Roger Goodell keeps defending the indefensible refusal to use redaction of names in the Washington report

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When assessing the NFL’s bogus claim that, in order to protect any current or former Washington Commanders employees who requested anonymity when cooperating with the Beth Wilkinson investigation, all facts and findings must be kept completely and totally secret, we’ve pointed to other situations in which it has been enough to simply redact the names of persons who feared retaliation or unwanted scrutiny.

As it turns out, we didn’t have to look as far afield as we did for examples. Rep. Jamie Raskin (D-Md.) pointed out during his Wednesday questioning of Commissioner Roger Goodell that redaction was good enough for the league, in the report generated by the Miami bullying scandal involving Richie Incognito and Jonathan Martin.

“In the case of the Dolphins, my recollection is that no one asked for any confidentiality,” Goodell said.

“They did because their names were redacted,” Raskin pointed out.

“In Washington, not only did they ask for confidentiality, in many case, we also promised them confidentiality,” Goodell said.

“That’s what redaction is for,” Raskin replied.

Goodell, finally caught in a corner, gave this final justification: “Congressman, I promise you, redaction doesn’t always work in my world.”

But it did work with the Dolphins. And Goodell’s recollection is wrong as to whether anyone asked for confidentiality. Here’s the key passage from the Miami report:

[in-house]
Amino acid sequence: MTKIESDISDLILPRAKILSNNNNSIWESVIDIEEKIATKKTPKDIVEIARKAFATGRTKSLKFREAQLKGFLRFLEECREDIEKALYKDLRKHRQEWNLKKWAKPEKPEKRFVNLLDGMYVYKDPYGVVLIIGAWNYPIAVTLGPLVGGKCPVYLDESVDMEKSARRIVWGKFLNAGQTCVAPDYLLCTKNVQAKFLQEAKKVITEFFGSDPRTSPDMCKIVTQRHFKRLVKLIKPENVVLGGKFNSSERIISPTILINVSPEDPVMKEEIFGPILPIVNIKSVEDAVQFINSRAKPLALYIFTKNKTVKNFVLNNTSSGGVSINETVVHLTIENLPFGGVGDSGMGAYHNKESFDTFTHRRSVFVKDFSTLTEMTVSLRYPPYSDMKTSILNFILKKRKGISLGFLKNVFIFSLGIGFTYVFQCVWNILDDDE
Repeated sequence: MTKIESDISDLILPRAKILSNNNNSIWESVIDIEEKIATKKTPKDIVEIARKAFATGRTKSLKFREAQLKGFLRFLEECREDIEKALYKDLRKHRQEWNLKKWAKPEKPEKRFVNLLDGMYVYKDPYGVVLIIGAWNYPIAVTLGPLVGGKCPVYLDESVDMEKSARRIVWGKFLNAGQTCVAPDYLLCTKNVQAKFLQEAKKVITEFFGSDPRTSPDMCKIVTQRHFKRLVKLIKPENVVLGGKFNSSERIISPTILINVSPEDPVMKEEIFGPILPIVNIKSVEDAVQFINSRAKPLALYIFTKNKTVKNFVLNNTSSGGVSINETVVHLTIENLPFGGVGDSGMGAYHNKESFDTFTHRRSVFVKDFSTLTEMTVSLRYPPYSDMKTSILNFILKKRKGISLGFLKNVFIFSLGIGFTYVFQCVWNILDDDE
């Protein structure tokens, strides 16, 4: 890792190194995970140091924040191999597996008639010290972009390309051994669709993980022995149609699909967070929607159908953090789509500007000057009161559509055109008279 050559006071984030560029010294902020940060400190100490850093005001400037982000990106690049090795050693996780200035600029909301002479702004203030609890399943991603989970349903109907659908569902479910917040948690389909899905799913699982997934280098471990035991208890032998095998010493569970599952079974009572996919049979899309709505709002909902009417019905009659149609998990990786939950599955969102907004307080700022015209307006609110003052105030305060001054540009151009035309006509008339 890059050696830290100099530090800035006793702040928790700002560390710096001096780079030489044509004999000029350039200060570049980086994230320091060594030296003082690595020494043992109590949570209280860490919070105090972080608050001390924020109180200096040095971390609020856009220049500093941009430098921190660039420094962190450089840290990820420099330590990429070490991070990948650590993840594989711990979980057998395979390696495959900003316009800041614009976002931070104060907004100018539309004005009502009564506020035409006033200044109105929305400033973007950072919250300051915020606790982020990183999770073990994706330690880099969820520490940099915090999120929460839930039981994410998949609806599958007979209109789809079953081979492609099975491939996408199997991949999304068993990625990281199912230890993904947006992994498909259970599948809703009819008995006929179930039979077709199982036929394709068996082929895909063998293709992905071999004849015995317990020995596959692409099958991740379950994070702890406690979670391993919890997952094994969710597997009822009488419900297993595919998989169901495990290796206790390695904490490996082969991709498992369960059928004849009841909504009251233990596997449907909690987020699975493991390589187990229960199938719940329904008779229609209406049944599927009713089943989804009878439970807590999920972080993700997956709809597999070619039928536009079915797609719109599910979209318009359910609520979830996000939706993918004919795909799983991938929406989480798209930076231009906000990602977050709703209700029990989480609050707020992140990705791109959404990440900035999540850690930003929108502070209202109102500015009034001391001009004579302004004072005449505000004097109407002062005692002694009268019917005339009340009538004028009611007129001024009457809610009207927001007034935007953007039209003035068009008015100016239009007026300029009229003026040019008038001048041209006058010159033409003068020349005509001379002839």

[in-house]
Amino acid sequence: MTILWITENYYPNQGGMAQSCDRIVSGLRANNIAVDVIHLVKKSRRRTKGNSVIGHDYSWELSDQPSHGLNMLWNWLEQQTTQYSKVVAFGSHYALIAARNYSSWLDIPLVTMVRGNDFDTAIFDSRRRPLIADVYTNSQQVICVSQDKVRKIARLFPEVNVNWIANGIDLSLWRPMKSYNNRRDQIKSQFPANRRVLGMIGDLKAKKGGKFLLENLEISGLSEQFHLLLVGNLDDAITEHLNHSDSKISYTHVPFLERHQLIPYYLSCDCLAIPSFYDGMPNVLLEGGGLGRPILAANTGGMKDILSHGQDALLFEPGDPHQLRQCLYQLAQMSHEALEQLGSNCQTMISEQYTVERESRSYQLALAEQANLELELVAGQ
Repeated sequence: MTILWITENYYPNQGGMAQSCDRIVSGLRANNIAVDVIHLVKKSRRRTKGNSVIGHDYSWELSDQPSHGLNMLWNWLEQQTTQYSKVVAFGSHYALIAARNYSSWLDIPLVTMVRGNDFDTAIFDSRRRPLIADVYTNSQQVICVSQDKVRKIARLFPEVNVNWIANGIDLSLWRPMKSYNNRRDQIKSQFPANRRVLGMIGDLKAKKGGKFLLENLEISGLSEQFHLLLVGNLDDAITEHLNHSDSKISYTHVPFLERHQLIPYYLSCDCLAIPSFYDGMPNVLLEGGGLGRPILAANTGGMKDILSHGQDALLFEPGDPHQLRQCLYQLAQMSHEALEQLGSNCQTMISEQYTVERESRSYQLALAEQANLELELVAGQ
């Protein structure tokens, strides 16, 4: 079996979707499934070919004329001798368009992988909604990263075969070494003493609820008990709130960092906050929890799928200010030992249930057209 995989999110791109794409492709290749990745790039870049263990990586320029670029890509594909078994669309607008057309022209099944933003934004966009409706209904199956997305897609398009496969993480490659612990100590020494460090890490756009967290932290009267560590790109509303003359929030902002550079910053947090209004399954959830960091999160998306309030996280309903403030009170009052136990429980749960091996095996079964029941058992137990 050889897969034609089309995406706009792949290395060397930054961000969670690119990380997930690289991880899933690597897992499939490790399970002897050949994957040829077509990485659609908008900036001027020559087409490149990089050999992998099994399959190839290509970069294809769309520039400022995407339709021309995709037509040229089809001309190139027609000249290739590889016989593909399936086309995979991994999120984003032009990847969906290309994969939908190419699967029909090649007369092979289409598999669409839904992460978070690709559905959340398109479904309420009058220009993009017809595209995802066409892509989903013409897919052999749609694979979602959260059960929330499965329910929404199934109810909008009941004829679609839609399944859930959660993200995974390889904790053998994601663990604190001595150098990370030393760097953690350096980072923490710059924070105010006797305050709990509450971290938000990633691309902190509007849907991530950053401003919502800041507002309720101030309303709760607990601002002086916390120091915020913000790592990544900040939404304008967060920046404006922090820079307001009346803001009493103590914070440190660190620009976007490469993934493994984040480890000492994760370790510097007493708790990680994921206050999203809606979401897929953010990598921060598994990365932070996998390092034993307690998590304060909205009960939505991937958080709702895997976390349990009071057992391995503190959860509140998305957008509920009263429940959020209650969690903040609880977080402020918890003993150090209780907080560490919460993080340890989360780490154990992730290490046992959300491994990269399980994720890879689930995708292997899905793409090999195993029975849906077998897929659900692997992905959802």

“Because of the extraordinary public interest in this matter, the Commissioner made the decision that the full Report as presented to him, without any redactions or modifications, will be released to the public. By the way, we attempted to protect the privacy of certain individuals whom we interviewed or wrote about, recognizing that many of them never asked to be dragged into the spotlight. In some cases, witnesses specifically asked that their identities remain confidential — a few even seemed to fear potential retaliation for cooperating with our inquiry—and we honored their requests. The NFLPA was sensitive to the privacy concerns expressed by some witnesses and was helpful in obtaining the necessary cooperation. We hope that by demonstrating sensitivity to issues of privacy and requests for confidentiality, we will encourage witnesses to cooperate with any future investigations by the NFL (unconnected with this matter) that may result in public reports.”

That’s how to strike the balance between secrecy and transparency. That’s how the NFL has done it in the past. That’s the precedent that was genuinely forgotten (at best) or deliberately ignored (at worst) by 345 Park Avenue. (We’d bet the latter.)

The most plausible explanation is that the NFL thinks we’re stupid enough to buy the idea that confidentiality cannot be guaranteed without absolute secrecy. Or that the NFL is stubborn enough (and Goodell is skilled enough) to recite disingenuous talking points with a straight face until the awkward conversation inevitably ends.

It’s nevertheless possible, giving the NFL the benefit of the doubt, that the powers-that-be feared Commanders owner Daniel Snyder would reverse engineer the Wilkinson report in order to figure out the names of anyone and everyone whose name was redacted from the final report . But if that’s the case — if the NFL reasonably believes that Snyder is so vindictive that he’d devote time and money to figuring out who the anonymous employees were in order to retaliate against them — why haven’t they already taken steps to get rid of him?

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